Love reading. Love summer. Love a good hammock.

So . . . perfect time of the year. I had a great two hours on Sunday – wife and daughter gone to a movie, son at work, slight breeze, cool beverage, shady trees and my 15 year old hammock.

Seriously, what else can beat that?

I’ve always been a big supporter of reading for kids and especially for teachers. We need to stay current and up-to-date with the latest in our field and content. So . . . if we’re not reading, our kids suffer because of it.

And for as long as I can remember, I’ve had a summer reading list. Of course, I’ve never actually finished one. Work, time schedules and changing tastes always work against me. But this is what I’ve got planned for 2011.

The Perfect Nazi: Uncovering My Grandfather’s Secret Past and How Hitler Seduced a Generation
Martin Davidson

What if you found out that your grandfather-the man who had been a demanding, magnetic presence throughout your childhood-was a Nazi SS officer? This is the confession that Martin Davidson, already into middle age, received from his mother upon his grandfather Bruno Langbehn’s death, and The Perfect Nazi is Davidson’s exploration, using the skills he honed as a documentary producer for the BBC, of the truth behind this dark family secret. As Martin dove into his research, drawing on an astonishing cache of personal documents as well as eyewitness accounts of this historical period, he learned that Bruno’s story moved lock-step in time with the rise and fall of the Nazi party.

Where Good Ideas Come From: The Natural History of Innovation
Steven Johnson

Johnson addresses an urgent and universal question: What sparks the flash of brilliance? How does groundbreaking innovation happen? Answering in his infectious, culturally omnivorous style, using his fluency in fields from neurobiology to popular culture, Johnson provides the complete, exciting, and encouraging story of how we generate the ideas that push our careers, our lives, our society, and our culture forward.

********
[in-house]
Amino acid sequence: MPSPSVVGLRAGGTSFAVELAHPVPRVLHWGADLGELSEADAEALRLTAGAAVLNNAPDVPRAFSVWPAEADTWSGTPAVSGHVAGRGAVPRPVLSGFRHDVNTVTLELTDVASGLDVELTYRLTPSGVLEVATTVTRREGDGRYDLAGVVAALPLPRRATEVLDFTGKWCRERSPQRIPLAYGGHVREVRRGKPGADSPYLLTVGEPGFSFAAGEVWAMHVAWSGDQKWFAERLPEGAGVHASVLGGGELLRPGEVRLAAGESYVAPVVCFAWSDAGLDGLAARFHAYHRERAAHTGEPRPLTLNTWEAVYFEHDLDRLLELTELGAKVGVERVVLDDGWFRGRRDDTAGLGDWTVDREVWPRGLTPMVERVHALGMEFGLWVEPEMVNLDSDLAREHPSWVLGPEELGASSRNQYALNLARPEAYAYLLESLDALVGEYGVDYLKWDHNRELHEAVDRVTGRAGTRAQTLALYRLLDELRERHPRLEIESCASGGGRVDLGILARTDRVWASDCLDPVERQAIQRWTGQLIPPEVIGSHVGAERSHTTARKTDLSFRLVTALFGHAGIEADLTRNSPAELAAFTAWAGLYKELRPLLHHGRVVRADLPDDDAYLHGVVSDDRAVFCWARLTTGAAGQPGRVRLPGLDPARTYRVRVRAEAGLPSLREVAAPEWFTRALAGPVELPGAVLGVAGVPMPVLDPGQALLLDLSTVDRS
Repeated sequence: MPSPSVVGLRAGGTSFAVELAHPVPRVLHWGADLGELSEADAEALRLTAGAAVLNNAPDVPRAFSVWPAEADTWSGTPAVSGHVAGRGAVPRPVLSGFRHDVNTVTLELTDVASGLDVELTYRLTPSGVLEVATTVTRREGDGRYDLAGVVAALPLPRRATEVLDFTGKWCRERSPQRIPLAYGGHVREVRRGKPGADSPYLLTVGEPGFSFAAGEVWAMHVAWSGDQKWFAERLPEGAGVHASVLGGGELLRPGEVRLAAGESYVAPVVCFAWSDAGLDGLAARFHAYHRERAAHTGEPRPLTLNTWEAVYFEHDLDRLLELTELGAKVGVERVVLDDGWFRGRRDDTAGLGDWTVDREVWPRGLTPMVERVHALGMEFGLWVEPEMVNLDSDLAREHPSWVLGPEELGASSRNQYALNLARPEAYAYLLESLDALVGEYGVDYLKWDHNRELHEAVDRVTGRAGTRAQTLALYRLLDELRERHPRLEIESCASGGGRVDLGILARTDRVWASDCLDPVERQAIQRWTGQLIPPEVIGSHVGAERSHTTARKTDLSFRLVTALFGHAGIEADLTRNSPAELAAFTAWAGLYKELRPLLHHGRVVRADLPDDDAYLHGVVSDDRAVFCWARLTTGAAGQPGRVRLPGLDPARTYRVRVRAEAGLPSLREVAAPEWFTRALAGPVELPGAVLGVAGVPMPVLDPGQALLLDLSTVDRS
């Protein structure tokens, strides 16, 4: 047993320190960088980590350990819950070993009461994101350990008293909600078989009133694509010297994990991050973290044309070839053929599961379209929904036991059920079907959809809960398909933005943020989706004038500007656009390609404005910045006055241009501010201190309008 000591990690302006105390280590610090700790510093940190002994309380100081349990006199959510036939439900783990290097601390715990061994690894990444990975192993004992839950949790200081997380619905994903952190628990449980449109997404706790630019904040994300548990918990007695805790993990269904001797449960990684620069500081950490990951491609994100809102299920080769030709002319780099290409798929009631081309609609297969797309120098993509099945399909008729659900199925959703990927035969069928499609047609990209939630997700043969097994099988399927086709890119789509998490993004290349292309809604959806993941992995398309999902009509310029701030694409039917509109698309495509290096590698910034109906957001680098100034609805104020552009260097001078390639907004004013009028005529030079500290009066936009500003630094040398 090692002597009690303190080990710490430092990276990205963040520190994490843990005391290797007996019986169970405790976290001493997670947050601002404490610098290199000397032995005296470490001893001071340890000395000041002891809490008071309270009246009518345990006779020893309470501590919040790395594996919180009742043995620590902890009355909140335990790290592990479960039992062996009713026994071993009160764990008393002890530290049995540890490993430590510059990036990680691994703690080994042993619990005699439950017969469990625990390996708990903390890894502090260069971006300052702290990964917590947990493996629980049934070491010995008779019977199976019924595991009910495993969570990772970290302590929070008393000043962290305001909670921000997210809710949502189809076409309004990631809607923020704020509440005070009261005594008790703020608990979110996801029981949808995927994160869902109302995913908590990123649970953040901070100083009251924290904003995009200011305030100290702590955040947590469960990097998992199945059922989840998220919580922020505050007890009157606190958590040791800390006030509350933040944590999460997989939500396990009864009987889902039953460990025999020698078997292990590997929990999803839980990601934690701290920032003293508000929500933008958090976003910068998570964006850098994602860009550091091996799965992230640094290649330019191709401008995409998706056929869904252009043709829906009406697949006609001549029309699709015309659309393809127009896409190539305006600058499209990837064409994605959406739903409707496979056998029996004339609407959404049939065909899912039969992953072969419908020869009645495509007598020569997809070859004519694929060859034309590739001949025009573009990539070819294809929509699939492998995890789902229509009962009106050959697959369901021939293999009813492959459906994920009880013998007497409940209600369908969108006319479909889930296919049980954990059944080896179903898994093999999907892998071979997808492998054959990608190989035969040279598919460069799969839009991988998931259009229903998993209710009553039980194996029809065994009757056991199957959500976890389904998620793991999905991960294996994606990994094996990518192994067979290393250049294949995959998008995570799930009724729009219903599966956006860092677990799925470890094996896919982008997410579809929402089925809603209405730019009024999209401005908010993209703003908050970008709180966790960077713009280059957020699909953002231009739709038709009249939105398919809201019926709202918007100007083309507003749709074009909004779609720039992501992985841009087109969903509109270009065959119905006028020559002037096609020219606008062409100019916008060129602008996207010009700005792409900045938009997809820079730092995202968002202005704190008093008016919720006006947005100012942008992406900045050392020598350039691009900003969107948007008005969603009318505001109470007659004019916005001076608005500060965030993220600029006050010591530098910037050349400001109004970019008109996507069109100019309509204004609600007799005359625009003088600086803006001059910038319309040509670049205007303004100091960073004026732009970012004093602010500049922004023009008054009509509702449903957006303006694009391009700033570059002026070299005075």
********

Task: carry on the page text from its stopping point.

Freedom Flyers: The Tuskegee Airmen of World War II
J. Todd Moye

As the country’s first African American military pilots, the Tuskegee Airmen fought in World War II on two fronts: against the Axis powers in the skies over Europe and against Jim Crow racism and segregation at home. Although the pilots flew more than 15,000 sorties and destroyed more than 200 German aircraft, their most far-reaching achievement defies quantification: delivering a powerful blow to racial inequality and discrimination in American life. Moye draws on more than 800 interviews recorded for the National Park Service’s Tuskegee Airmen Oral History Project.

Unfamiliar Fishes
Sarah Vowell

Recounting the brief, remarkable history of a unified and independent Hawaii, Vowell retraces the impact of New England missionaries who began arriving in the early 1800s to remake the island paradise into a version of New England. In her usual wry tone, Vowell brings out the ironies of their efforts: while the missionaries tried to prevent prostitution with seamen and the resulting deadly diseases, the natives believed it was the missionaries who would kill them: “they will pray us all to death.” Along the way, and with the best of intentions, the missionaries eradicated an environmentally friendly, laid-back native culture.

The State of Jones: The Small Southern County that Seceded from the Confederacy
Sally Jenkins and John Stauffer

The State of Jones is a true story about the South during the Civil War—the real South. Not the South that has been mythologized in novels and movies, but an authentic, hardscrabble place where poor men were forced to fight a rich man’s war for slavery and cotton. In Jones County, Mississippi, a farmer named Newton Knight led his neighbors, white and black alike, in an insurrection against the Confederacy at the height of the Civil War. Knight’s life story mirrors the little-known story of class struggle in the South—and it shatters the image of the Confederacy as a unified front against the Union.

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